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Tax Increase Needed To Expand Milwaukee Convention Center

Wisconsin Center District Board Would Like Financing Plan In Place By Mid-2019

The Wisconsin Center in Milwaukee
The Wisconsin Center in Milwaukee. Image courtesy of Visit Milwaukee

For years, the Wisconsin Center District has discussed the need to expand the downtown Milwaukee convention center. The sticking point has always been how to finance the project.

In June, a consulting firm hired by the Wisconsin Center District presented three expansion concepts ranging in cost from $247 million to $277 million. The district board learned Friday that paying for the expansion will likely require the state Legislature to approve a tax increase.

“Whether we raise taxes, I don’t know,” said Marty Brooks, Wisconsin Center District CEO. “We’re looking at and exploring any and all opportunities. The board is aware now that we do not have the capacity to do any additional bonding.”

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The Wisconsin Center District owns the convention center, the Fiserv Forum, the University of Wisconsin-Milwaukee Panther Arena and the Milwaukee Theatre.

Two years ago, the district had additional money to pay for a portion of an expanded convention center. The board instead opted to build a new Milwaukee Bucks arena.

“That was a decision that had to be made to keep the Bucks in Milwaukee,” Brooks said.

The district is now obligated to pay $93 million for the Fiserv Forum and still owes about $24 million on the project that transformed the Milwaukee Auditorium to the Milwaukee Theatre.

The Wisconsin Center District is funded by three Milwaukee County taxes: a 2.5 percent tax on hotel rooms, a 3 percent tax on rental cars and a 0.5 percent tax on food and beverage; plus an additional 7 percent tax on hotel rooms in the city of Milwaukee.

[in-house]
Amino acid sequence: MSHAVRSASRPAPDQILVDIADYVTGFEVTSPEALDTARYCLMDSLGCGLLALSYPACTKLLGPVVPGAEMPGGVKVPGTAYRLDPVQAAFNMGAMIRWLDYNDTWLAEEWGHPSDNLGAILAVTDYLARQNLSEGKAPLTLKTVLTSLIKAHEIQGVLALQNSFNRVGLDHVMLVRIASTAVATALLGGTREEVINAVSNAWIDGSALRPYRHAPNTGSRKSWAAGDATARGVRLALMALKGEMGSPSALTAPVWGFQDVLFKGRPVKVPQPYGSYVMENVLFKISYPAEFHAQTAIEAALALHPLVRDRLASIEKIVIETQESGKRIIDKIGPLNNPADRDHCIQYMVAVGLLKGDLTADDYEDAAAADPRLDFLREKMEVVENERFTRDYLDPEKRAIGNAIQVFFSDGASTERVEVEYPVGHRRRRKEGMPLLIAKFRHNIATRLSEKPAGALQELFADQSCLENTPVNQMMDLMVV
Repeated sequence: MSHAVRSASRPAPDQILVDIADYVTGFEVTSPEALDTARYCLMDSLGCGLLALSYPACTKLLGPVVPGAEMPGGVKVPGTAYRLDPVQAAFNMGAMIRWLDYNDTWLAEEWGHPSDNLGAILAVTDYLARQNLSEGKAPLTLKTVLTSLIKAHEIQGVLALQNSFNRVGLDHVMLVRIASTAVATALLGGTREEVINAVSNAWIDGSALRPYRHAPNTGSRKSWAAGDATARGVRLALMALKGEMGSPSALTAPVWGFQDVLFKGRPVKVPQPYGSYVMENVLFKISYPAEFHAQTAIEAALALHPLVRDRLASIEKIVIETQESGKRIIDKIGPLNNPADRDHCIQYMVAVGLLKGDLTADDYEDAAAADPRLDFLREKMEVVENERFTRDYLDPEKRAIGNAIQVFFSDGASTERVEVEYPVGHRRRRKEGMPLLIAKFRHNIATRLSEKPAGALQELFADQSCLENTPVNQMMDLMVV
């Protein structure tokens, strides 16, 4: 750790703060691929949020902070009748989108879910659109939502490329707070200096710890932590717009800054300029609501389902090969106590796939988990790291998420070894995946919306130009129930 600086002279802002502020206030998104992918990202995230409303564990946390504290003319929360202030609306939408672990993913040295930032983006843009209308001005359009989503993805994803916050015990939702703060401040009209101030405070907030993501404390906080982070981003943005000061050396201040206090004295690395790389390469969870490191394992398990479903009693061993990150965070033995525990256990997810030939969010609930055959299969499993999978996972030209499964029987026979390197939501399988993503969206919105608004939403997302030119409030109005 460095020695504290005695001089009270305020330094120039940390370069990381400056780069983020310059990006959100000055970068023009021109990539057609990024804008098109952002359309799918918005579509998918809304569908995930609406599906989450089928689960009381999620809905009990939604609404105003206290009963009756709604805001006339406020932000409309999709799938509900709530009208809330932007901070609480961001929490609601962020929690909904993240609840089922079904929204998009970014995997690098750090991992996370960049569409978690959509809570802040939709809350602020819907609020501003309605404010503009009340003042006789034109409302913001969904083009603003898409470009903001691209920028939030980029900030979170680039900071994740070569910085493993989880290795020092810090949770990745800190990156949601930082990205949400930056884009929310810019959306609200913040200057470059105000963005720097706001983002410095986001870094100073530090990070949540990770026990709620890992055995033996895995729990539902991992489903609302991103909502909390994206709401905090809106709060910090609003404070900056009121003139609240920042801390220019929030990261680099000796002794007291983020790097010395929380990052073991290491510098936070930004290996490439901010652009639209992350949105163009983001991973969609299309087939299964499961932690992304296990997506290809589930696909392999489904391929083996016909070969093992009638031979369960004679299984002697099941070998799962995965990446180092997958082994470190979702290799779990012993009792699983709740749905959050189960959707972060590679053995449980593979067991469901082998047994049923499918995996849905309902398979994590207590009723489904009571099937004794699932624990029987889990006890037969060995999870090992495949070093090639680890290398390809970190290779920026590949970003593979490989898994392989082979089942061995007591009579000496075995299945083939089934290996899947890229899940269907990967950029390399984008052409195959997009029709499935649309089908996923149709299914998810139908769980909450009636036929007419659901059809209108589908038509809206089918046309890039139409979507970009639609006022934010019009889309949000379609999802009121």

The only tax the district board has the authority to raise is the Milwaukee County hotel room tax, to 3 percent, which would generate an additional $1 million per year.

Increasing a tax needs authorization of the Republican-controlled state Legislature and the governor. Before the election, there was no hope in getting that done because Gov. Scott Walker had said he wouldn’t raise taxes.

But the board could have a better chance with Gov.-elect Tony Evers.

Board member and Milwaukee Alderman Robert Bauman said even with a change in governor’s office, getting a tax raised is still a long-shot.

“I don’t see a plan moving quickly, it is very difficult to get consensus around these issues,” Bauman said. “They have much bigger fish to fry statewide, such as the transportation debate, the whole gas tax issue and to determine whether the Foxconn deal is going to move forward or not. I think this is going to be very low on the priority list.”

Brooks said he would like to have a financing plan in place by late spring or early summer 2019.

“I think it is too early to tell the exact timing,” Brooks said. “But it would be terrific to host the Democratic National Convention in 2020 and then start the expansion in late summer of 2020.”